The most difficult areas for all the existing moulds has been the cockpit/nosecone and the engines/engine pylons. The NG mould has a beautiful and accurate transition from cockpit to nose perfectly capturing the classic traditional Boeing shape.

The nosegear tyre and gear leg are well detailed and proportioned whilst the nosegear doors are a hallmark of attention to detail. Unlike most of the moulds, which have large rectangular slabs, these doors are the right size, angled properly, fit tightly to the fuselage and are not inset into it. They even have rounded upper corners like the real thing.

The length of the nosegear has led to some criticism, and certainly some photos show it poorly fitted, however when accurately placed as here I think it is good. It may be a mm too long but the gear leg is certainly shorter than that of a MAX, some of which in 1:400 scale (I’m looking at you Phoenix) have way too short a nosegear leg.

The rest of the fuselage is picture perfect, whilst the wings slot in tightly to the fuselage as they should. The engines and pylons are also impressive. None of the other moulds hold the engines high enough, which means, in combination with an often poorly proportioned nose gear, that the engines are too close to the ground. On this mould that is not a problem.

The mould has all five aerials including the pair near each other on the underside (one of which is often excluded on other moulds).

There are very few moulds that are as well made as this one. Not only is it the best 737NG but it is also the best 737 in this scale, and quite frankly a strong contender for the best Boeing mould in 1:400 scale period.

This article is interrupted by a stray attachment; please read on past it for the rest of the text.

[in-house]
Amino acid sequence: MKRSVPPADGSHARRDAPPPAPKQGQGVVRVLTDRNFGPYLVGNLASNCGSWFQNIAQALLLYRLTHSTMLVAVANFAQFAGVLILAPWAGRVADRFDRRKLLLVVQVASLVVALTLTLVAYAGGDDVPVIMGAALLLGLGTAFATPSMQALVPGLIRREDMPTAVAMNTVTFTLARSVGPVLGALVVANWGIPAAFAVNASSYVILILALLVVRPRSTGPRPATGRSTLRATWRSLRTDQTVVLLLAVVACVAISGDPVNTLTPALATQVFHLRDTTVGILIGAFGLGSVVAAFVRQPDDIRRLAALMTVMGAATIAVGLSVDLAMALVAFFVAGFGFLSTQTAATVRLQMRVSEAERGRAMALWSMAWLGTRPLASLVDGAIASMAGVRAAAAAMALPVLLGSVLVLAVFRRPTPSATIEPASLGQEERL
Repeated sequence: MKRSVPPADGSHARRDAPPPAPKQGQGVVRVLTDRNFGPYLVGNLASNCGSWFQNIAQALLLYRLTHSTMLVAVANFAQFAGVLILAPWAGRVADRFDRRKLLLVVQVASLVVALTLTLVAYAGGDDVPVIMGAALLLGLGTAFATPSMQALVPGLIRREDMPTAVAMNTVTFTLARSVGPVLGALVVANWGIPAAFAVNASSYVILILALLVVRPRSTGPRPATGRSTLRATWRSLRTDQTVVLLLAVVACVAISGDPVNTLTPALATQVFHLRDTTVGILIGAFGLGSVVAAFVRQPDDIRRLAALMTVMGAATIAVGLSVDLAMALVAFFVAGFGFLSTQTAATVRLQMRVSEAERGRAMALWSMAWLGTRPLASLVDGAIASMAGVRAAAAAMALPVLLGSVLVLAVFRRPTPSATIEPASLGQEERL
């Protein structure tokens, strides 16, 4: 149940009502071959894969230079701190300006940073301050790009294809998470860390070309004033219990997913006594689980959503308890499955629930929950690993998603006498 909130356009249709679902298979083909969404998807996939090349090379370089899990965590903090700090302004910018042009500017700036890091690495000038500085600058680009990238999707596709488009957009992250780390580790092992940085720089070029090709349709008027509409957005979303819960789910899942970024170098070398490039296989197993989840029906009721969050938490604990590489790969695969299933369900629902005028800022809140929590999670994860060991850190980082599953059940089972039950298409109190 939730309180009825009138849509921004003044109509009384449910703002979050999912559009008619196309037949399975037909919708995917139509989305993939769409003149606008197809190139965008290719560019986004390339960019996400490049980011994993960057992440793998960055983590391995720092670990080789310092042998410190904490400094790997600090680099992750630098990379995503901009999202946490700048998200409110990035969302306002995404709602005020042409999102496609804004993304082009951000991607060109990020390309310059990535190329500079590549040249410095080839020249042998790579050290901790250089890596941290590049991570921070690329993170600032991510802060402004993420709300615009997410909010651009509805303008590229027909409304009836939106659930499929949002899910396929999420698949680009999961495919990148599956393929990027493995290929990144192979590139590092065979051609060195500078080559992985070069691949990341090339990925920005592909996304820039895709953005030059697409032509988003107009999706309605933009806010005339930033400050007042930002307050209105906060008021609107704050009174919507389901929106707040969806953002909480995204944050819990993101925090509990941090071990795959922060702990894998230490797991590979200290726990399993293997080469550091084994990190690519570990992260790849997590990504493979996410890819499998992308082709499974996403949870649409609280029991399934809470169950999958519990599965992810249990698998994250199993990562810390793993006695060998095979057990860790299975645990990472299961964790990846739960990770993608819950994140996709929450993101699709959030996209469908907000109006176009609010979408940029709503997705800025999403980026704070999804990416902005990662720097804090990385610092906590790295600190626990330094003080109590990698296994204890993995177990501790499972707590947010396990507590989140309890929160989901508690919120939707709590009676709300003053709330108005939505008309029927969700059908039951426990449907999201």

SCORE – 10


The livery covers the entire fuselage and has so many elements to it that it must rate as one of the most complex ever attempted in 1:400 scale. It has been made once before, by Herpa in 2006 on a 1,000-piece run. They look like they made a good effort but of course their casting is substantially inferior to the NG 737. The printing looks finer on the NG Models version but otherwise they both appear broadly similar.

Robert Frola [GFDL (http://www.gnu.org/copyleft/fdl.html) or GFDL (http://www.gnu.org/copyleft/fdl.html)]

In fact, it is interesting that they both appear to have made a similar mistake, albeit a small one. Neither this or the Herpa model have a strong enough white outline around either of the main entry / exit doors forward or aft. On the real aircraft the white space is thicker.

In other respects, the livery application is excellent. The colours are rich and beautiful and as far as I can tell all the complicated livery elements are well sized and placed. Worth pointing out for special attention are the concentric line patterns, lizards and wallaby tracks. It is also nice to see that NG have correctly coloured the outer wheel hubs orange. This is an exquisite rendition of the livery.

Standard Qantas livery elements are also well done, especially the classic kangaroo on the tail. To nitpick to the nth degree the Qantas logo on the engines looks a little too low but overall this is a very strong application of the Yananyi Dreaming scheme.



Printing is characteristically sublime. Despite the complexity of the livery NG do not skimp on template details like the nosecone markings. The wingtop escape markings are particulary well detailed. One interesting point of difference with the Herpa version of this model is that this release lacks the eyebrow windows above the cockpit. I originally thought this was a mistake but checking photos sometime between 2009 and 2013 the eyebrow windows were indeed covered up, so this model represents the aircraft later in its history, whilst the Herpa is it during its first 7 years.

No loose parts, no tyre tabs, no construction problems.

SCORE – 10


It’s another slamdunk for NG Models with their combination of best in show castings, printing and research. This model sits well outside my collection criteria yet it was so attractive that it proved too hard to resist. It really is of the highest standard.